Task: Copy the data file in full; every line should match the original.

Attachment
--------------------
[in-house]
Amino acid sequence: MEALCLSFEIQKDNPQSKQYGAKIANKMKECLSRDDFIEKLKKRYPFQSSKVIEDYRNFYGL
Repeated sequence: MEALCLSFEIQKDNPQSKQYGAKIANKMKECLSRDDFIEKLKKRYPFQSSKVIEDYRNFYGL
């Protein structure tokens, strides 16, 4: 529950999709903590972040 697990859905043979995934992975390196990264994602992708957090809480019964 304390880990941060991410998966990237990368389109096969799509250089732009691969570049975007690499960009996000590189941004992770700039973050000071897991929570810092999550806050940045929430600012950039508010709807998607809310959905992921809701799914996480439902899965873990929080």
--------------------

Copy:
[in-house]
Amino acid sequence: MEALCLSFEIQKDNPQSKQYGAKIANKMKECLSRDDFIEKLKKRYPFQSSKVIEDYRNFYGL
Repeated sequence: MEALCLSFEIQKDNPQSKQYGAKIANKMKECLSRDDFIEKLKKRYPFQSSKVIEDYRNFYGL
């Protein structure tokens, strides 16, 4: 529950999709903590972040 697990859905043979995934992975390196990264994602992708957090809480019964 304390880990941060991410998966990237990368389109096969799509250089732009691969570049975007690499960009996000590189941004992770700039973050000071897991929570810092999550806050940045929430600012950039508010709807998607809310959905992921809701799914996480439902899965873990929080």